Washington, D.C., May 29, 2014 - The Institute of International Finance, the global association of the financial industry, today lowered its forecast for private capital flows to emerging markets in 2014 by $47 billion to $1,032 billion relative to its January report, largely due to weaker inflows in 2014H1 as the Ukraine crisis is weighing heavily on flows to Russia.
"The environment for capital flows to emerging markets has become very supportive as the global economy gains momentum, risk aversion has come down to very low levels, and U.S. long-term interest rates have eased," said Charles Collyns, chief economist at the IIF. "Portfolio flows have surged in recent months according to our Portfolio Flows Tracker, although the overall level of flows has taken a hit from the fallout of the Ukraine-Russia crisis."
"s private inflows increase, we will continue to see investor differentiation across countries and regions," said Hung Tran, executive managing director at the IIF. "Countries that have reduced macroeconomic vulnerabilities will be less affected by stress and see stable capital inflows, while those that delay reforms remain more exposed to swings in capital flows."
Overall, the IIF now projects private flows to EMs in 2014 to be about $120 billion lower than in 2013. This decline in part reflects that the IIF now anticipates a decline in inflows to China, given the government's efforts to discourage short-term capital inflows, as well as the impact of the Ukraine-Russia crisis.
IIF projects a gradual recovery of private inflows in 2014H2 and 2015, as a slowly improving global macro picture and favorable risk appetite continue to support capital flows to emerging markets, although as a ratio to GDP capital flows would still decline in 2015. Portfolio rebalancing by mutual fund investors could also prove supportive, given the marked decline in valuation for emerging market equities over the past few years and the continued appeal of high-yielding emerging market bonds in a low-rate environment.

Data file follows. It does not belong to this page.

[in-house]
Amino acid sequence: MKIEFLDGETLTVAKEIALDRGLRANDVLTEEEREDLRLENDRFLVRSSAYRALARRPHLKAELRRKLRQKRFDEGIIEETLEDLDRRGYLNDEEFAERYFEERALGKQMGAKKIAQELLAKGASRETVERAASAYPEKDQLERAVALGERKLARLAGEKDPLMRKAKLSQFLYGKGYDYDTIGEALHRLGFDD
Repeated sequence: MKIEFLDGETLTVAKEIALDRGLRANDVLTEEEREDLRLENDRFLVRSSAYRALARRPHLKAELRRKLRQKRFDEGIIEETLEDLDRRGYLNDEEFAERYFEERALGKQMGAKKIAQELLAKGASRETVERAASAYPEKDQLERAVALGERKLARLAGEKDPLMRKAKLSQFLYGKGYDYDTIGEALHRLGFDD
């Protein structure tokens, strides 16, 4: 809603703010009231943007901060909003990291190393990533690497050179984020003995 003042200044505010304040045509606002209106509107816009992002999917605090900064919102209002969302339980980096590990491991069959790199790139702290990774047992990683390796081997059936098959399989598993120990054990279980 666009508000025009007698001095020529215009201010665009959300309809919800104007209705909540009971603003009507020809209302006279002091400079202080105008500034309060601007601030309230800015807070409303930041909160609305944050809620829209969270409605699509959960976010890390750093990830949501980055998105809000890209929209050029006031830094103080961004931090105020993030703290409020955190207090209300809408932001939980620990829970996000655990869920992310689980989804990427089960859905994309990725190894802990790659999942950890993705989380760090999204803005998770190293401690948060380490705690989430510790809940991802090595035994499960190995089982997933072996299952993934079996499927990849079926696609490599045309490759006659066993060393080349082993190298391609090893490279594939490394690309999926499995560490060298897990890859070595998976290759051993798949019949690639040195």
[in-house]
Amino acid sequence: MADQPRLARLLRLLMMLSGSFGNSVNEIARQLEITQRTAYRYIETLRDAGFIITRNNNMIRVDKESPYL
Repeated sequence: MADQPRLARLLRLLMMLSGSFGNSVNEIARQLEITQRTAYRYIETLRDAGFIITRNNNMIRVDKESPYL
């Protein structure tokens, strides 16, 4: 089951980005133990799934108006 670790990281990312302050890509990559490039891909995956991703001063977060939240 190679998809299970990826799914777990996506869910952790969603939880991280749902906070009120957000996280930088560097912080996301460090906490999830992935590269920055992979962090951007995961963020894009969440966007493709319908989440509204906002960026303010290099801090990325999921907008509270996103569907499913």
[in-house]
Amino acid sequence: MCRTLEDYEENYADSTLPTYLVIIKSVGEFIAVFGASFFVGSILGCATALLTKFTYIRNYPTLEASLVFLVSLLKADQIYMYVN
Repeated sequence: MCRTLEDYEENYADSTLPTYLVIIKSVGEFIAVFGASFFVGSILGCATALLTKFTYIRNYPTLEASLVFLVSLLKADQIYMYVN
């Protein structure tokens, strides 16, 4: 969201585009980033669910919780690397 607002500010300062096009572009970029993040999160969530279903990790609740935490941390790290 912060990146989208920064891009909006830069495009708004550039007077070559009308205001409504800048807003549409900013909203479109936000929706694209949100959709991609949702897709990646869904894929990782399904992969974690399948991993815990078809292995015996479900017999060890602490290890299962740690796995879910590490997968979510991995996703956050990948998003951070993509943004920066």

The IIF assessment is in line with its latest Portfolio Flows Tracker , also released today, which indicated an increase in both equity and bond inflows to $45 billion in May, the highest level since September 2012, continuing the pick-up in flows seen in recent months.
The IIF noted that capital flows to emerging markets remain vulnerable to contagion from a possible further escalation of the Ukraine-Russia crisis as well as surprises in the timing, pace and magnitude of eventual Fed policy tightening. For example, the IIF's econometric analysis suggests that if investors come to anticipate that the Fed will tighten interest rates at a faster pace equivalent to that in the mid-2000s, then private capital flows could decline by around $110 billion or 0.65 percent of emerging market GDP.
The Institute of International Finance is the global association for the financial industry, with close to 500 members from 70 countries. Its mission is to support the financial industry in the prudent management of risks; to develop sound industry practices; and to advocate for regulatory, financial and economic policies that are in the broad interests of its members and foster global financial stability and sustainable economic growth. Within its membership IIF counts leading global banks, insurers, pension funds, asset managers and sovereign wealth funds, as well as leading law firms and consultancies. For more information visit www.iif.com.